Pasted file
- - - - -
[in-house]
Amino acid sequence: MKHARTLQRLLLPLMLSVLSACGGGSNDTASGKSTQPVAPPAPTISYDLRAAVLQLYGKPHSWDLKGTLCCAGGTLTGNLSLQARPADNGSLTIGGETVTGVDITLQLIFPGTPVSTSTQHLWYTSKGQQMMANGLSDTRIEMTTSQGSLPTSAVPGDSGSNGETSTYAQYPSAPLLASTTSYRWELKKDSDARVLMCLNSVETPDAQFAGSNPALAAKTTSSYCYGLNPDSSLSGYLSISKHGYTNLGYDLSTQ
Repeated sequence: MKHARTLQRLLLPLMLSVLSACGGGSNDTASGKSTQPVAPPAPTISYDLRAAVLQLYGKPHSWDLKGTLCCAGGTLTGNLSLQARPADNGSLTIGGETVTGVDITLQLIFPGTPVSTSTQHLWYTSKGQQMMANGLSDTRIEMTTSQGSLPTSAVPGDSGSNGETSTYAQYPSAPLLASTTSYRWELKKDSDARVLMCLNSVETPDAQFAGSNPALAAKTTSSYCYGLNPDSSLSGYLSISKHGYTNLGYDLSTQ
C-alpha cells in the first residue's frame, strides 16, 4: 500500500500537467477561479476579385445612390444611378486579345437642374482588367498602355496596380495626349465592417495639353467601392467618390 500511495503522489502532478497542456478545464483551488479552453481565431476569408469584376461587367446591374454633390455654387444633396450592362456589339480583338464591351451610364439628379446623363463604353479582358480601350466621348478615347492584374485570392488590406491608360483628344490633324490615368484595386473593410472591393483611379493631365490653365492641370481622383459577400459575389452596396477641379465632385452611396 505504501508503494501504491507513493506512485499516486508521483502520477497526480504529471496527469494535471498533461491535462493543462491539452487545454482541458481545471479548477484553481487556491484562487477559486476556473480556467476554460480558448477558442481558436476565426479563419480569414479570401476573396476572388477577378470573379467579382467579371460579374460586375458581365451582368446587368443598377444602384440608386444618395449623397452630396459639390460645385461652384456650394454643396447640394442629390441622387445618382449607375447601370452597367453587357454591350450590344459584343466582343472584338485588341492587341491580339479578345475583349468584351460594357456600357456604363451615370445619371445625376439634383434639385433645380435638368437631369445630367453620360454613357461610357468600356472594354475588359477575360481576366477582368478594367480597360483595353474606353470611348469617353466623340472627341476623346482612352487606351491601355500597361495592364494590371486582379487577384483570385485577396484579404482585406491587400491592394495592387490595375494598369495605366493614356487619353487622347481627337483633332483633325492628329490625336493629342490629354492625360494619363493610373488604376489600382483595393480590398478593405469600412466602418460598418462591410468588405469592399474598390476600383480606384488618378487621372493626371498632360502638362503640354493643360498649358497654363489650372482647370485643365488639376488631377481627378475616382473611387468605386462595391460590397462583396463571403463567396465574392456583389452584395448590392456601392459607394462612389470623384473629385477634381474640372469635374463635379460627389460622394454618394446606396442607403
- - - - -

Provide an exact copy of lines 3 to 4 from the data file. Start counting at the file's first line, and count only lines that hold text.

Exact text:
Repeated sequence: MKHARTLQRLLLPLMLSVLSACGGGSNDTASGKSTQPVAPPAPTISYDLRAAVLQLYGKPHSWDLKGTLCCAGGTLTGNLSLQARPADNGSLTIGGETVTGVDITLQLIFPGTPVSTSTQHLWYTSKGQQMMANGLSDTRIEMTTSQGSLPTSAVPGDSGSNGETSTYAQYPSAPLLASTTSYRWELKKDSDARVLMCLNSVETPDAQFAGSNPALAAKTTSSYCYGLNPDSSLSGYLSISKHGYTNLGYDLSTQ
C-alpha cells in the first residue's frame, strides 16, 4: 500500500500537467477561479476579385445612390444611378486579345437642374482588367498602355496596380495626349465592417495639353467601392467618390 500511495503522489502532478497542456478545464483551488479552453481565431476569408469584376461587367446591374454633390455654387444633396450592362456589339480583338464591351451610364439628379446623363463604353479582358480601350466621348478615347492584374485570392488590406491608360483628344490633324490615368484595386473593410472591393483611379493631365490653365492641370481622383459577400459575389452596396477641379465632385452611396 505504501508503494501504491507513493506512485499516486508521483502520477497526480504529471496527469494535471498533461491535462493543462491539452487545454482541458481545471479548477484553481487556491484562487477559486476556473480556467476554460480558448477558442481558436476565426479563419480569414479570401476573396476572388477577378470573379467579382467579371460579374460586375458581365451582368446587368443598377444602384440608386444618395449623397452630396459639390460645385461652384456650394454643396447640394442629390441622387445618382449607375447601370452597367453587357454591350450590344459584343466582343472584338485588341492587341491580339479578345475583349468584351460594357456600357456604363451615370445619371445625376439634383434639385433645380435638368437631369445630367453620360454613357461610357468600356472594354475588359477575360481576366477582368478594367480597360483595353474606353470611348469617353466623340472627341476623346482612352487606351491601355500597361495592364494590371486582379487577384483570385485577396484579404482585406491587400491592394495592387490595375494598369495605366493614356487619353487622347481627337483633332483633325492628329490625336493629342490629354492625360494619363493610373488604376489600382483595393480590398478593405469600412466602418460598418462591410468588405469592399474598390476600383480606384488618378487621372493626371498632360502638362503640354493643360498649358497654363489650372482647370485643365488639376488631377481627378475616382473611387468605386462595391460590397462583396463571403463567396465574392456583389452584395448590392456601392459607394462612389470623384473629385477634381474640372469635374463635379460627389460622394454618394446606396442607403